Tuesday, February 24, 2009

The Never Ending Fight

I've been waiting in my Taxpayer's conference room for a couple of hours to get some information I need to continue the audit. While waiting, I pulled out my never ending stack of medical bills, insurance explanation of benefits, and bills from Praxair. I have spent almost 3 hours on the phone talking to individuals who don't speak great english to tell them that they have billed the insurance companies wrong. This is beyond ridiculous. I am not even half way thru the stack either!

I love Nathan and wouldn't change anything about that little boy. I'd detach myself in an instant from the insurance companies though! And medical billing personnel seem to be lacking something too.

If I had the money I'd hire a personal assistant to deal with all of these problems for me, but then again if we had the money then I wouldn't be as worried about it! Does it ever end???

Friday, February 20, 2009

on HIS own time table - February 20, 2009

I think Nathan is just as stubborn as Ellie. Today when Kim, the physical therapist, came we worked with Nathan for a half an hour to climb the first three stairs. It was painfully slow and Nathan didn't want anything to do with it. After that ordeal, Kim and I went upstairs leaving Nathan and Elisabeth down watching Mickey Mouse Clubhouse. Ellie didn't want to be left behind and so she bolted upstairs to see the action. Of course, if Ellie isn't there, Nathan doesn't want to be there either. He crawled from the TV to the stairs and proceeded to climb all 13 stairs. Ellie cried out, "Mom, look at Nathan!" Well, she says this all the time so I ignored her while I was signing the paper Kim had for me. Ellie got mad and said, "MOM, Nathan's almost up the stairs!" So I went to the top of the staircase and sure enough in less than 3 minutes, Nathan had climbed to the top of 13 stairs. What a stinker! He just wants to do everything when no one is looking and when HE feels like it.

I'm glad he's making progress, but really, 30 minutes to climb 3 stairs?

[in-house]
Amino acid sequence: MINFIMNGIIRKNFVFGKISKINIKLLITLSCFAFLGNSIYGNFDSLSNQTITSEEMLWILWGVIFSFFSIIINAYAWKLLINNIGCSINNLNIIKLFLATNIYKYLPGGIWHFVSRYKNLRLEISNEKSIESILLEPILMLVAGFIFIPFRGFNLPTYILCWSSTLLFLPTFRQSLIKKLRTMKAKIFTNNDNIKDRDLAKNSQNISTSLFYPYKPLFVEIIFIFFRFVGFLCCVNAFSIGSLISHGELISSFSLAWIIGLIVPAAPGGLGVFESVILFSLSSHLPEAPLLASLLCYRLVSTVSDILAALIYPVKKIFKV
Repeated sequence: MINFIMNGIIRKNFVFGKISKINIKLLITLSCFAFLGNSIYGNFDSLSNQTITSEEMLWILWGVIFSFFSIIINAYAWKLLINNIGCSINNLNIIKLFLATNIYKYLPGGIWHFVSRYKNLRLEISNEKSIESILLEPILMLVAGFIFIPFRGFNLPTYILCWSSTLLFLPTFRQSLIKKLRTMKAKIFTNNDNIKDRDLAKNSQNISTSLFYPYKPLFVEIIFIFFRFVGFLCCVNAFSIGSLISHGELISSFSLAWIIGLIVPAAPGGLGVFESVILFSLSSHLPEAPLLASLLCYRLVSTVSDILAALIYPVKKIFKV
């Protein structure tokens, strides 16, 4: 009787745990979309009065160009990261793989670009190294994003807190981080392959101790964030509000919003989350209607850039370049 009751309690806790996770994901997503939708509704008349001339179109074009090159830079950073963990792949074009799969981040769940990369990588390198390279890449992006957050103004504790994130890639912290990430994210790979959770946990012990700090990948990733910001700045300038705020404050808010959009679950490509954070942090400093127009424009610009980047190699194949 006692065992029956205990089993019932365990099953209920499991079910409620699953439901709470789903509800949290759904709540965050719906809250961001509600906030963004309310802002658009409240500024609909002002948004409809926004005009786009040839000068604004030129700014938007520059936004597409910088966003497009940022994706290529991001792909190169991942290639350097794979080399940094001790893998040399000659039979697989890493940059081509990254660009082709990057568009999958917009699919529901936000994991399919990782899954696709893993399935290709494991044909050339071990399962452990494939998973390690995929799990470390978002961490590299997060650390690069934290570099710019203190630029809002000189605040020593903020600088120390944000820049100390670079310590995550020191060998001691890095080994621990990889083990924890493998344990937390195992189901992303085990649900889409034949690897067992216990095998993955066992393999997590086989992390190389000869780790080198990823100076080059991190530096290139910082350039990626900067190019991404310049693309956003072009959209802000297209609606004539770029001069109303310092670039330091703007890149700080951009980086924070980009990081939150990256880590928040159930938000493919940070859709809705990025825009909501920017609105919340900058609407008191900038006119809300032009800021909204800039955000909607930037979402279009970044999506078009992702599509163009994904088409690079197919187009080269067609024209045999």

Thursday, February 19, 2009

The New Love of My Life is a Spoon

Alright, so Jake is still the love of my life, but following the kids, this comes next.

Nathan is starting to eat small bites of food (bananas and pudding) from this spoon. It is so awesome because you put the food inside of the spoon and can squeeze it to get food in the child's mouth after they've put the spoon in the mouth thinking there was no food on it! Nathan is averaging about 4 bites of food getting into his tummy before he's tired of it. Last week for Mary he even leaned forward to try to get food from the spoon himself. I was almost in tears by it last Friday. He loves it because its like a toy to him and I like it because we're seeing progress with it. Hopefully we can make some more progress before his cleft repair on the 27th of March!

Wednesday, February 18, 2009


I found this off of my friend, Ashley's blog, who has a beautiful little girl a couple of weeks older than Nathan. These two are heart buddies and were in the NICU at Primary's together. Anyway, I liked the questions and so I'm posting them on my blog to answer.

* Was your first pregnancy planned? Yes

* Were you married at the time? Yes, for 2 years

* What were your reactions? I was so excited, and floored. Jake almost had a nervous breakdown.

* How did you find out you were pregnant? I was feeling really tired and awful. We were living with Janice and Mom for a couple of weeks when we were buying our townhome. Janice said I should take a pregnancy test. So I did. I came out of the bathroom and before I even said anything to Jake he was having a nervous breakdown.

* Who did you tell first? Jake!

* Did you want to find out the sex? Can Jake hold off till Christmas or his birthday to find out what his present is? Of course we had to!

* What was your due date? February 22, 2005.

* Did you have morning sickness? YES!!!

* What did you crave? Brick Oven Pizza

* What is the sex of that baby? A little (wait - 9lbs 11 oz isn't little!) girl

* How many pounds did you gain? I refuse to publish that information on the internet!

* Did you have any complications? No, but the doctors knew how big she was going to be so I elected to have her as a c-section. She would have been over 10lbs at birth had I tried to have her normally and I probably would have ended up with an emergency c-section anyway.

* How many hours were you in labor? ZERO

* Who was in the delivery room? Jake, Dr. Judd, Dr. Gordon, the "happy" doctor aka the anethesiologist, and a couple of nurses.

* When was your baby actually born? February 15, 2005

* How much did she weigh? 9lbs 11 oz

* What did you name her? Elisabeth Louise Ellinger, Elisabeth after my sister who passed away as a toddler- spelled with an S for biblical significance, and Louise after my mom who never had a grandchild named after her. We wanted her to be nicknamed Libby Lou but Jake's sister was already using the name Libby so we settled on Ellie.

* Will I do it again? Maybe. We'll wait to see about having another till Nathan gets older and more self sufficient. We're still having 3-4 doctor visits a month for him and therapists that come every week. Its gonna be a while, but hey, Ellie and Nathan are 3 years apart so we'll see.

I'm tagging the following to write about it on their blogs: